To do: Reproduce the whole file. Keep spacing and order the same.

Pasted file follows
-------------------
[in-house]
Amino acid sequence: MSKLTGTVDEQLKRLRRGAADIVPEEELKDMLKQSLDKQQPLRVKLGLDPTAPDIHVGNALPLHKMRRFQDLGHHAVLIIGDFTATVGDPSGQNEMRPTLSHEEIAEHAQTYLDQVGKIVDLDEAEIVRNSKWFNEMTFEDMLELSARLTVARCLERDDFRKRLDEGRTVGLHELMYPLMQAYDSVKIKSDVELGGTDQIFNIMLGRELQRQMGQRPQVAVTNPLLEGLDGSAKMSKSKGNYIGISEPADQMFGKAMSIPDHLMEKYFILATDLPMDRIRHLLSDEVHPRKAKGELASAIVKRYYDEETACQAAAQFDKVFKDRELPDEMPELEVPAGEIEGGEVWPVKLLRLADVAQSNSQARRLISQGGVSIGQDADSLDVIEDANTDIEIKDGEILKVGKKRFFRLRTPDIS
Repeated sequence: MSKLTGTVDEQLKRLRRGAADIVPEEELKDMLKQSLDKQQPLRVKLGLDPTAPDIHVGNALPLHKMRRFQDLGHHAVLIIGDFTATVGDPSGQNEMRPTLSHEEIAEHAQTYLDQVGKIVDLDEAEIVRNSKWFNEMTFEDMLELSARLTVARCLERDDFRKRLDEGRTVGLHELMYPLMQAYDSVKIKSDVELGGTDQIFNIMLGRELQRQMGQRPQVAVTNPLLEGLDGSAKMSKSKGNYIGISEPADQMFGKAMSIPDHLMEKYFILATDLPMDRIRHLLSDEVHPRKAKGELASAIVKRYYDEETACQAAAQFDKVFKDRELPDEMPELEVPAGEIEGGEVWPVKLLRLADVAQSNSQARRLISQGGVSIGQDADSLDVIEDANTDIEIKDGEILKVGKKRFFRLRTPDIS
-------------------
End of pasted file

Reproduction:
[in-house]
Amino acid sequence: MSKLTGTVDEQLKRLRRGAADIVPEEELKDMLKQSLDKQQPLRVKLGLDPTAPDIHVGNALPLHKMRRFQDLGHHAVLIIGDFTATVGDPSGQNEMRPTLSHEEIAEHAQTYLDQVGKIVDLDEAEIVRNSKWFNEMTFEDMLELSARLTVARCLERDDFRKRLDEGRTVGLHELMYPLMQAYDSVKIKSDVELGGTDQIFNIMLGRELQRQMGQRPQVAVTNPLLEGLDGSAKMSKSKGNYIGISEPADQMFGKAMSIPDHLMEKYFILATDLPMDRIRHLLSDEVHPRKAKGELASAIVKRYYDEETACQAAAQFDKVFKDRELPDEMPELEVPAGEIEGGEVWPVKLLRLADVAQSNSQARRLISQGGVSIGQDADSLDVIEDANTDIEIKDGEILKVGKKRFFRLRTPDIS
Repeated sequence: MSKLTGTVDEQLKRLRRGAADIVPEEELKDMLKQSLDKQQPLRVKLGLDPTAPDIHVGNALPLHKMRRFQDLGHHAVLIIGDFTATVGDPSGQNEMRPTLSHEEIAEHAQTYLDQVGKIVDLDEAEIVRNSKWFNEMTFEDMLELSARLTVARCLERDDFRKRLDEGRTVGLHELMYPLMQAYDSVKIKSDVELGGTDQIFNIMLGRELQRQMGQRPQVAVTNPLLEGLDGSAKMSKSKGNYIGISEPADQMFGKAMSIPDHLMEKYFILATDLPMDRIRHLLSDEVHPRKAKGELASAIVKRYYDEETACQAAAQFDKVFKDRELPDEMPELEVPAGEIEGGEVWPVKLLRLADVAQSNSQARRLISQGGVSIGQDADSLDVIEDANTDIEIKDGEILKVGKKRFFRLRTPDIS